heart-breaking disappointment, these or any other forms of sorrow may be the means of producing in a soul that is in communion with Christ this heavenly tenderness.
Divine tenderness of heart has a behavior which is heavenly. It feels for the poor, seeks to deliver the oppressed, enlightens the deceived, lifts up the fallen, restores the erring, recovers the straying. 0It instinctively avoids wounding the feelings of others by talking on unpleasant things, wrangling in an argumentative way, referring to painful and mortifying subjects. It cannot scold, or scowl, or threaten, though it will not fail to give an earnest and loving warning or reproof when necessary. It does not quarrel. It instinctively buries and forgets all bad things. It feels all things from God’s standpoint, and lives but to receive and transmit the spotless sympathies and affections of the Lord Jesus. It understands the words of the Holy Spirit, “Be ye tenderhearted, forgiving one another.” “Let all bitterness, and wrath, and anger, and clamour, and evil speaking, be put away from you, with all malice: and be ye kind one to another, tenderhearted, forgiving one another, even as God for Christ’s sake hath forgiven you. And walk in love, as Christ also hath loved us, and hath given himself for us an offering and a sacrifice to God for a sweet-smelling savour” (Eph. 4:31, 32; 5:2).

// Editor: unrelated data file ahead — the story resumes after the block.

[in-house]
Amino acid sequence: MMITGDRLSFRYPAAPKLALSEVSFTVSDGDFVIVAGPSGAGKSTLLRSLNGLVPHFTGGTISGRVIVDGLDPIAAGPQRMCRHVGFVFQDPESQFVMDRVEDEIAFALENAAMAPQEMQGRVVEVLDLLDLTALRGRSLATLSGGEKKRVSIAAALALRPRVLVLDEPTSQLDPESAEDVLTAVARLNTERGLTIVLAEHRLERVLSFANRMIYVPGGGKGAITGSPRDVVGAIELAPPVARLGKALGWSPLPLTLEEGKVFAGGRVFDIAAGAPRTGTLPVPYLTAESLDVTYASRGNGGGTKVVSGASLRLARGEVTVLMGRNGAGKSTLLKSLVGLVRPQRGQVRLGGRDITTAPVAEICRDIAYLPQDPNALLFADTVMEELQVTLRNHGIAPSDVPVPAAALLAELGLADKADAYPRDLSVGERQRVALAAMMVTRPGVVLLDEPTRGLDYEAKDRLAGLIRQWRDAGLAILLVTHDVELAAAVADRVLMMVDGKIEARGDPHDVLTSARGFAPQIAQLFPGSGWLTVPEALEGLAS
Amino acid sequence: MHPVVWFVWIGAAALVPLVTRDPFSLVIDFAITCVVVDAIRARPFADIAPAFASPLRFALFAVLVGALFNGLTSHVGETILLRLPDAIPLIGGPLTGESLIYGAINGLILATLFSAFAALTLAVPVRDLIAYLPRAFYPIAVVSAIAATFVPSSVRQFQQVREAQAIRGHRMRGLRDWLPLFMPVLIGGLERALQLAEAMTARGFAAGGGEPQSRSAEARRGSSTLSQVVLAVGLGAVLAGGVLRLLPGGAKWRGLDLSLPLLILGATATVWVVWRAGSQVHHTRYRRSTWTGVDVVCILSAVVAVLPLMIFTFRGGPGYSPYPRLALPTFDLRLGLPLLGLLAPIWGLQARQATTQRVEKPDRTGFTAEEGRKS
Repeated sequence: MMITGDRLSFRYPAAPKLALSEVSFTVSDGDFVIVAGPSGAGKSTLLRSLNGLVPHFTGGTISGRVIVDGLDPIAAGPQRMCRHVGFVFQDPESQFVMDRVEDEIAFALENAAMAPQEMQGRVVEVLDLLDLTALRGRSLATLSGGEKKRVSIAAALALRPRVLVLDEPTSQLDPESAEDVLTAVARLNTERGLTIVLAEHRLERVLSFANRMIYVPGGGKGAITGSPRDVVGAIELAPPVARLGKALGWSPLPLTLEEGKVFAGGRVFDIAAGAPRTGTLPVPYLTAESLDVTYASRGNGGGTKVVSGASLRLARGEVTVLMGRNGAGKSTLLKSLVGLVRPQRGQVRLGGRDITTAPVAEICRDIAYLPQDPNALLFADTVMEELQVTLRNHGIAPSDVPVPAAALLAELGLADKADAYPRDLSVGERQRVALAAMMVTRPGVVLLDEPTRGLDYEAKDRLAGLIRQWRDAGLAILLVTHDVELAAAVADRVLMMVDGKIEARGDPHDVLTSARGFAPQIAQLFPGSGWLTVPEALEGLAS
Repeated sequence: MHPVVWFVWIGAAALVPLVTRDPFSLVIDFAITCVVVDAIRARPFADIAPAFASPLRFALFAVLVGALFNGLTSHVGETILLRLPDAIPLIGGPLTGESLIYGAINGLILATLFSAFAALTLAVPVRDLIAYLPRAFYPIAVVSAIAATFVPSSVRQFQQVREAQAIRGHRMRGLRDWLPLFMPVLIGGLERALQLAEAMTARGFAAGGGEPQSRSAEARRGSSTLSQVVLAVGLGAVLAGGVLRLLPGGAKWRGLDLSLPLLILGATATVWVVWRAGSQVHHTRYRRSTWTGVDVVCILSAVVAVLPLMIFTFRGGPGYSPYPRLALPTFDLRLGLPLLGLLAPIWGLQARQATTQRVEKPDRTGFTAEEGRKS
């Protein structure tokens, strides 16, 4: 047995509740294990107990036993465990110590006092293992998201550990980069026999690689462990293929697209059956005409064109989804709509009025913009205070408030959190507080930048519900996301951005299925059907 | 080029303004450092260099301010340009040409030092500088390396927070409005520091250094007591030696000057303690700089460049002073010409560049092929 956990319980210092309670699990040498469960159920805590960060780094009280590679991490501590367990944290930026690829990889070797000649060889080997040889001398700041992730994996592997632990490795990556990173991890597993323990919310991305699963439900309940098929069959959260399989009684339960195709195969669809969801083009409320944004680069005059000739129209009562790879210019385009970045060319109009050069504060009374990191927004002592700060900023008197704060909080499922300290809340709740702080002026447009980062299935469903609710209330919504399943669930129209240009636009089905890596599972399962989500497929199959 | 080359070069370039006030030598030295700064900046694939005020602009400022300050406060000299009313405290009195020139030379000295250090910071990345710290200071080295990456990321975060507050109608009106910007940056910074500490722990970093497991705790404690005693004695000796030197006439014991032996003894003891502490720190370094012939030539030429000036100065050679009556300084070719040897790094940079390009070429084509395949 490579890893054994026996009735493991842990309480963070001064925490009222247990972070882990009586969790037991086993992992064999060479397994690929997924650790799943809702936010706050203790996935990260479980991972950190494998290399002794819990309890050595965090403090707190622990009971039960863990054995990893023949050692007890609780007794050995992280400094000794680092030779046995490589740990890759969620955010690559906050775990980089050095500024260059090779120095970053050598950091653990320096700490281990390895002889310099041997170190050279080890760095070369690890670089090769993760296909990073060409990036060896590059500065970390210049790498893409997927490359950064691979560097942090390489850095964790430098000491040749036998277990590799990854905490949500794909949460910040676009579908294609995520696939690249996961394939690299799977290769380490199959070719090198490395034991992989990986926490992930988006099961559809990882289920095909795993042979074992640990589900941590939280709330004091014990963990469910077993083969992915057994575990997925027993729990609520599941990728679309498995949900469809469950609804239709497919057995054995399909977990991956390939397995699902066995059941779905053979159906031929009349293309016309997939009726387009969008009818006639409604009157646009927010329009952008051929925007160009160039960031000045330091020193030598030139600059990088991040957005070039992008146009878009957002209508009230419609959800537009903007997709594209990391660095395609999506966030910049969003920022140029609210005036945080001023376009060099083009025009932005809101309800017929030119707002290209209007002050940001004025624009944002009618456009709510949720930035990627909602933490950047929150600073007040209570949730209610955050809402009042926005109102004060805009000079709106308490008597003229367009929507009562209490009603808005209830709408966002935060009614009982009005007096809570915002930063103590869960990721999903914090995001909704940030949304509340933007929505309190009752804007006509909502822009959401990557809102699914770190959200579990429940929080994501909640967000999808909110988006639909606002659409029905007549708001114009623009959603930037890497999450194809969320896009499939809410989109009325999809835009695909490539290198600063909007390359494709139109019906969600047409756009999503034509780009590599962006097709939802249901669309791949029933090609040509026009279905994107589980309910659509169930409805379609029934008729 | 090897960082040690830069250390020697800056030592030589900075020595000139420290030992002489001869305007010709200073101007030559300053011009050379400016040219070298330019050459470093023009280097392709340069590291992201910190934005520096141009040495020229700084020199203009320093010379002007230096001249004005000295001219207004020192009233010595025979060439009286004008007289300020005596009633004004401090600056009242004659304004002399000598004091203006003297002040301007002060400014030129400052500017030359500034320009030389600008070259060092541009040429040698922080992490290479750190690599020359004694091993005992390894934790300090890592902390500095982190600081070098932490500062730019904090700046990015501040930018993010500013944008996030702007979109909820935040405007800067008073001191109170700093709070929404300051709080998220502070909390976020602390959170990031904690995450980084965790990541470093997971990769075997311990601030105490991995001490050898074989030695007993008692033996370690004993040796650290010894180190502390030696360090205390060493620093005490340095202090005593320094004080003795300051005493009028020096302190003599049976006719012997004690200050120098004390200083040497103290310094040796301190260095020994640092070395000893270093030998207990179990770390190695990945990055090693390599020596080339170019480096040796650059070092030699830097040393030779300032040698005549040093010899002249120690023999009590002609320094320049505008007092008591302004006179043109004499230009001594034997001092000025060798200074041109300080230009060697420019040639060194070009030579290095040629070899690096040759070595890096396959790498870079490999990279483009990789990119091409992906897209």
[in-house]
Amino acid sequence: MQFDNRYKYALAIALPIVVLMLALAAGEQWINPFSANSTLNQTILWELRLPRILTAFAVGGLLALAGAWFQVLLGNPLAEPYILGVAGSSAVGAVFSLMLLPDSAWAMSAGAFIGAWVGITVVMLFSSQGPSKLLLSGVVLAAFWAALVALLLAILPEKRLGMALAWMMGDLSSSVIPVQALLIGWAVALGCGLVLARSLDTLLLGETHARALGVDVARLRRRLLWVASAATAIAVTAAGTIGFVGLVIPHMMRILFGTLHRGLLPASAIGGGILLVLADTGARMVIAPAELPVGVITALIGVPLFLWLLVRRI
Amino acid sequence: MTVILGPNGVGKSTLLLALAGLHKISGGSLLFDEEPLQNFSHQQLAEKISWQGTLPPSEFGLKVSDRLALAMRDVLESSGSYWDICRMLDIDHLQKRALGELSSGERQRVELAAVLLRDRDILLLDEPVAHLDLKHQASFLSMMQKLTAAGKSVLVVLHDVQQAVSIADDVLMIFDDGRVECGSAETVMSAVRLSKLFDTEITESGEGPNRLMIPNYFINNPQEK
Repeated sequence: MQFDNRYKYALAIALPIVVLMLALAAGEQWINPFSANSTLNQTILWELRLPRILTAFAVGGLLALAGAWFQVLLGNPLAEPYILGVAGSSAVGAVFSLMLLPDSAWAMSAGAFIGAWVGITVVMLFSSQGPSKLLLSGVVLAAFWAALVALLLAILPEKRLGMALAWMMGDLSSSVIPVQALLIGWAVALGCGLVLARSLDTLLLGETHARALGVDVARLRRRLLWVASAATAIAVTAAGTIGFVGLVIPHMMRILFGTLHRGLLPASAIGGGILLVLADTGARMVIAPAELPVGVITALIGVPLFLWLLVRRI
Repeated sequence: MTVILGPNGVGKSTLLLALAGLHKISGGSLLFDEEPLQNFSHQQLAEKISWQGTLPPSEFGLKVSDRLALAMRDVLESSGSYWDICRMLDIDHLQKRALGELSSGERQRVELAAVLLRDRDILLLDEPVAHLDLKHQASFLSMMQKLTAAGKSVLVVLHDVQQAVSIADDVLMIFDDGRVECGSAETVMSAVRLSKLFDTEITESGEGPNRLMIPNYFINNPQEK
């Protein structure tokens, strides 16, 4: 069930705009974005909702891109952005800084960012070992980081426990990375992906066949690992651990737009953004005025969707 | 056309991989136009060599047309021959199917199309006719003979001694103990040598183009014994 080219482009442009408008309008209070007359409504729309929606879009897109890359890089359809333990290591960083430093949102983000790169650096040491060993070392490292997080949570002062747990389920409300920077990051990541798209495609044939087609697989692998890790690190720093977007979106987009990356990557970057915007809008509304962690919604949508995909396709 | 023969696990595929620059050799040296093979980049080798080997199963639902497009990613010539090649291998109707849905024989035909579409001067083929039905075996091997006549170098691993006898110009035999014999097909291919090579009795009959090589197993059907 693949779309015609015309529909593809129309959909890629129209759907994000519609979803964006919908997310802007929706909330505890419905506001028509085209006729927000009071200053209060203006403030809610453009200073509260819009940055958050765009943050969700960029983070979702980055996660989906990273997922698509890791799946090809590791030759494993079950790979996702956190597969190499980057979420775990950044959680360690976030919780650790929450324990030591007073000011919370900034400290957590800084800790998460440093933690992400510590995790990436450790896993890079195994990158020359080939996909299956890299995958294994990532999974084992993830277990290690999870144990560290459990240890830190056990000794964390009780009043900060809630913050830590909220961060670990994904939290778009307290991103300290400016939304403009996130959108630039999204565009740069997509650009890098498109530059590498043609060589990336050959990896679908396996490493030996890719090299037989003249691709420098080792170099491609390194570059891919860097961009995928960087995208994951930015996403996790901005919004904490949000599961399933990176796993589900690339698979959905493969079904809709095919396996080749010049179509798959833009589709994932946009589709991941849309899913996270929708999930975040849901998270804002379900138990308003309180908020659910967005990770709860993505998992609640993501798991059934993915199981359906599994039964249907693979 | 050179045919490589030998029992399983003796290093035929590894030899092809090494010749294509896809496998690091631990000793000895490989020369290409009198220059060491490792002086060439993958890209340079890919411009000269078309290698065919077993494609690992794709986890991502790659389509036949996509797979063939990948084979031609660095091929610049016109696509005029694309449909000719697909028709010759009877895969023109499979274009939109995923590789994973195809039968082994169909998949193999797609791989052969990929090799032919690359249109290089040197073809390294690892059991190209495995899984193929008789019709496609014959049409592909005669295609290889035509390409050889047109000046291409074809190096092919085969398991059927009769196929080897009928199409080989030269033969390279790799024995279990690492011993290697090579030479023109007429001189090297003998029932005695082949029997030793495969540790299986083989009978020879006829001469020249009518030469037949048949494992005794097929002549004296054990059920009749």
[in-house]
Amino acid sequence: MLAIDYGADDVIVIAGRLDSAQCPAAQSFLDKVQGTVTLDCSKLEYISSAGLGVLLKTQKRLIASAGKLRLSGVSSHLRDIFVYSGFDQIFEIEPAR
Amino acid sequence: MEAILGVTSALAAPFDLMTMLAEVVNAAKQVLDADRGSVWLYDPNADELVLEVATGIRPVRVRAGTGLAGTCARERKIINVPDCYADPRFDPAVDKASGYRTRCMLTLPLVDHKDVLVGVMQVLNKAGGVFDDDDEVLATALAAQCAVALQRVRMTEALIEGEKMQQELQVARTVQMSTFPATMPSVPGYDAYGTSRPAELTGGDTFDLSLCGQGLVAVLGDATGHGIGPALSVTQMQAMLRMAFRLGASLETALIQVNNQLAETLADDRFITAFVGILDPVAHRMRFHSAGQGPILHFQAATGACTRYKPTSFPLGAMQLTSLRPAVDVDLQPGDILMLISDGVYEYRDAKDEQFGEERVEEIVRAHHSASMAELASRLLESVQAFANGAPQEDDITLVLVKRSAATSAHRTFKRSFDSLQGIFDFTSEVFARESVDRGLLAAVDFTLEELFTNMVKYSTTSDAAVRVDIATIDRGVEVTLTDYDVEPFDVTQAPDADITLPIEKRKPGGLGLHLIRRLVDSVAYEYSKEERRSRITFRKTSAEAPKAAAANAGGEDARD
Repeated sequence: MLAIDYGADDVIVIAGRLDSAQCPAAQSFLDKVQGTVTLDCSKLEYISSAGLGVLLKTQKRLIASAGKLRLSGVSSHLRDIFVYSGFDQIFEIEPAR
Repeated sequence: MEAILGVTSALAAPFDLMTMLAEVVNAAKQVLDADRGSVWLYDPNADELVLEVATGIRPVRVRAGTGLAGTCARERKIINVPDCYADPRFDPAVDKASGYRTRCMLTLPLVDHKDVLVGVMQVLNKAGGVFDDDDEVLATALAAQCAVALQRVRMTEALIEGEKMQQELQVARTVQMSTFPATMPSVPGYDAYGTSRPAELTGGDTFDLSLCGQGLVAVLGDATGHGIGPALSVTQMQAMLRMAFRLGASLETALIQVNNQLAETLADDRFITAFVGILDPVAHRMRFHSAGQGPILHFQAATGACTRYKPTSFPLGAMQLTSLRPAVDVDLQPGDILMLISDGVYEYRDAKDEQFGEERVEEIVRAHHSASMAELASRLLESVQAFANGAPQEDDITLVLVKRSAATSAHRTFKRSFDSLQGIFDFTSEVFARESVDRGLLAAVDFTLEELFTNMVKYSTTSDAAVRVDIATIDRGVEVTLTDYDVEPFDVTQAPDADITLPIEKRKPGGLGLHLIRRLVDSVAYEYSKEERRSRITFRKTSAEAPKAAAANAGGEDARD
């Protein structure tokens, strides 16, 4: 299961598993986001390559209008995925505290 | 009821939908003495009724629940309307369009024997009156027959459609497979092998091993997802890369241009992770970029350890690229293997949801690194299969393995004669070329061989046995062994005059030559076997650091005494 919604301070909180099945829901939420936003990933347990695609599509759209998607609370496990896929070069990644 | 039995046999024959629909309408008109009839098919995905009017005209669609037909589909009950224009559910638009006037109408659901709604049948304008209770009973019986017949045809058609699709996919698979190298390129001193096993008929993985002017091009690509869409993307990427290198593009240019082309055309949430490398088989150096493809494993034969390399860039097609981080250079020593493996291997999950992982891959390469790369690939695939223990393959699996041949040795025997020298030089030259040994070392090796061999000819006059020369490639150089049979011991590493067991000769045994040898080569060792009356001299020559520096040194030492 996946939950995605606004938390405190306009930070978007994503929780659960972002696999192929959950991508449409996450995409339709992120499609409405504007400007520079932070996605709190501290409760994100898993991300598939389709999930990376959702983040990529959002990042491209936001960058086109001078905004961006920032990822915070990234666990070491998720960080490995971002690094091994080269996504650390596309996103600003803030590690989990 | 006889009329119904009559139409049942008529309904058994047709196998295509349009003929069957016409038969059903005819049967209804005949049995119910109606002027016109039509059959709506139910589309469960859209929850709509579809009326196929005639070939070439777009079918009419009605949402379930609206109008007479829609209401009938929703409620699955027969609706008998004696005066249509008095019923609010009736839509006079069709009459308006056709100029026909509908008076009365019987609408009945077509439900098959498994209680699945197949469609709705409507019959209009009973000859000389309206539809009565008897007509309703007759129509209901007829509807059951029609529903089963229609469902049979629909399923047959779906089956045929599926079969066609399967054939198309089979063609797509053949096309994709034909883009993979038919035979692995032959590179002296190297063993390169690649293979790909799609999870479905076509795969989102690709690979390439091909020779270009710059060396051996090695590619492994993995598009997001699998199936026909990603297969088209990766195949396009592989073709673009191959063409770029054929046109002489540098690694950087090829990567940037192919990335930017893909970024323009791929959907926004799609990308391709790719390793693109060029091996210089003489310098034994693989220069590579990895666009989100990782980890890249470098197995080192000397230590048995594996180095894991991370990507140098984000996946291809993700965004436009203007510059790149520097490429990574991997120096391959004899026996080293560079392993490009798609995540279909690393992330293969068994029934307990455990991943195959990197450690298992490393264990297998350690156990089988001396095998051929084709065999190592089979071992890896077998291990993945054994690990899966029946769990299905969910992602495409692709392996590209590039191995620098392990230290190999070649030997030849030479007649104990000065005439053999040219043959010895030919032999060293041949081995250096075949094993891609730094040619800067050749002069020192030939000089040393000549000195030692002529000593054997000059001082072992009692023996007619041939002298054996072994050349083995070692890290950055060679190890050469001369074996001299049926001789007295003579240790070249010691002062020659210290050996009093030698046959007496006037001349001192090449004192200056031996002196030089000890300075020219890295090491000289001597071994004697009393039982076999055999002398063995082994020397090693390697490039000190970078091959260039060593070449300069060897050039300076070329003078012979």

Again it enters into the feeling of the Apostle when he entreats the believers, “I therefore, the prisoner of the Lord, beseech you that ye walk worthy of the vocation wherewith ye are called, with all lowliness and meekness, with long-suffering, forbearing one another in love; endeavoring to keep the unity of the Spirit in the bond of peace” (Eph. 4:1-3). Tenderness and gentleness are the characteristics of the new nature. Lowliness, forgiving, and forbearance are the behavior of the divine nature so fully manifested in Christ. “He that saith he abideth in him ought himself also to walk, even as he walked” (1 John 2:6).

Unknown Author (From “Grace and Truth”, June 1949)